November 21, 2017

How to Tell If Your Small Business Needs to Engage an Accountant

Up until a certain point, small businesses can often operate and file their taxes on their own before there is a need to bring in an expert. Today, with the abundance of accounting software available you may even be able to manage it for longer on your own, even if you don’t have a lot of financial knowledge.

However, as your business and your revenue grow, you may not have the time, or you may find that you require better systems to help you continue to increase your business and manage your money successfully.

Knowing when to hire someone externally is often a difficult decision. Here are some of the ways an accountant can help.

1. Unfamiliar with Accounting Practices

If you’re not familiar with accounting practices, then you may want help from the beginning. Accountants can help advise you on the best structure for your company, such as whether a sole proprietorship, partnership or incorporating would be the most beneficial to you. Each has different tax implications and the decision to choose one over another will depend on the nature, size, income and maturity of your business.

2. Running Your Business & Making Informed Decisions

Depending on what type of business you start, you may need a financial or managerial accountant. Most small-business owners will need a managerial accountant to help with salaries, profits and the cost of goods produced. The goal is to help owners and managers make sound financial decisions based on your cash flows and business activities. In addition, they can help your business avoid potential pitfalls and help you account for things like inflation, interest rate fluctuations or changes to tax laws.

3. You Require Professional Financial Reports

Financial accounting deals with providing information to the public, such as stockholders, customers, creditors and regulatory bodies. Even if you’re not legally required to submit them, professional financial reports may be required by your current investors or required to apply for a loan to present to potential investors as part of a business plan.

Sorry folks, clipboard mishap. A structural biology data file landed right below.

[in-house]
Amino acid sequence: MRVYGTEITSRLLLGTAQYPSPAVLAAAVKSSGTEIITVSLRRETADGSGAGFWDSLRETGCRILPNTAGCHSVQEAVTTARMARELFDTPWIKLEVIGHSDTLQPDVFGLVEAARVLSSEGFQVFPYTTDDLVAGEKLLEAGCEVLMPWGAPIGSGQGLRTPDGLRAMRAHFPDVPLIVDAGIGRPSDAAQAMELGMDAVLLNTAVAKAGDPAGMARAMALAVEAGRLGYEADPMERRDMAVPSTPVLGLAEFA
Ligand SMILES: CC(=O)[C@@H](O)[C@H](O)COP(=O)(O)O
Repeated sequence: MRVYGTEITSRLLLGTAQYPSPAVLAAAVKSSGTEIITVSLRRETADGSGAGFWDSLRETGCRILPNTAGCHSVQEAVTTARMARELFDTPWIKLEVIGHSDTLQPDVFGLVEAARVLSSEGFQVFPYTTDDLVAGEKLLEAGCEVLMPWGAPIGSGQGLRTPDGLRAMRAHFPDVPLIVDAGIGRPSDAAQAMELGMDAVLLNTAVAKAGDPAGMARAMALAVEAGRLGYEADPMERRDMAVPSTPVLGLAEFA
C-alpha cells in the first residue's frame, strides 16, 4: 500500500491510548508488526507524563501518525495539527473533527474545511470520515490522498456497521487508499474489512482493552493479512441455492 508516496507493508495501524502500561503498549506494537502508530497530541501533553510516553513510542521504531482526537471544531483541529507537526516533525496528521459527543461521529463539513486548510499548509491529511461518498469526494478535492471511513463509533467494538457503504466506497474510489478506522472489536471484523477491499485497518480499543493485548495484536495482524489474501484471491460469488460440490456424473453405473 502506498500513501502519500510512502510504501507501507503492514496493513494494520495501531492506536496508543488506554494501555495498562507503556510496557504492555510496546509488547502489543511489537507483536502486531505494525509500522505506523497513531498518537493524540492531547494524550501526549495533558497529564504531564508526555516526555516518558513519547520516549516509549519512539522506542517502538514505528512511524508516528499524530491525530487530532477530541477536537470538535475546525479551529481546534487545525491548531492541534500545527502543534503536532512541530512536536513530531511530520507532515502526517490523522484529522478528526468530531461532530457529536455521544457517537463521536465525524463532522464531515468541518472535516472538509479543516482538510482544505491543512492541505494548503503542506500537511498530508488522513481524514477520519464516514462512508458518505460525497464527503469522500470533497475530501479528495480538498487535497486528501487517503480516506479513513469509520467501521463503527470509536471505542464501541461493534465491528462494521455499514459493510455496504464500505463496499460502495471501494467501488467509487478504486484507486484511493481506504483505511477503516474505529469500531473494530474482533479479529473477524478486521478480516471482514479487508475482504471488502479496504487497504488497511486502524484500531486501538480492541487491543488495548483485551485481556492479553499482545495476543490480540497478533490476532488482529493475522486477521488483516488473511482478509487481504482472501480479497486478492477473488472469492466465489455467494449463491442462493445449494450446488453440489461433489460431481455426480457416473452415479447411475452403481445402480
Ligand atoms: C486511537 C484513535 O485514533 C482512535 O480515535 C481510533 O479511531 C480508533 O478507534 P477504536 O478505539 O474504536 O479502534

4. Rapid Growth

Even if you have a working knowledge of accounting, you may find that you simply do not have the time or that accounting is taking you away from more important tasks that could allow you to directly grow your business. Expanding often means more customers, hiring more employees, additional vendors, and more, which require more paperwork, record-keeping and number crunching.

5. Expanding Your Business

Growing your business through an acquisition or expanding into another province or another country requires carefully planning and thorough analysis. An accountant can walk you through the process and help you structure the growth to help set you up for success.

6. Taxes

The most obvious role of an accountant is tax management and planning. This means not just making sure you pay the right amount of tax, but also avoiding any potential penalties from the Canada Revenue Agency (CRA). A good accountant often pays for themselves very quickly, by ensuring you’re not missing out on any tax breaks or expense claims that you’re entitled to. In taxes, it’s often what you don’t know that can help or hinder your business the most.

7. Selling Your Business

When you’re ready to sell your business (or parts of your business), an accountant can help you value your business through investigation, analysis, projections and professional judgement. When done properly, it can ensure a seamless transition and the continued success of your business. They can also help you structure your deal to minimize any tax implications.

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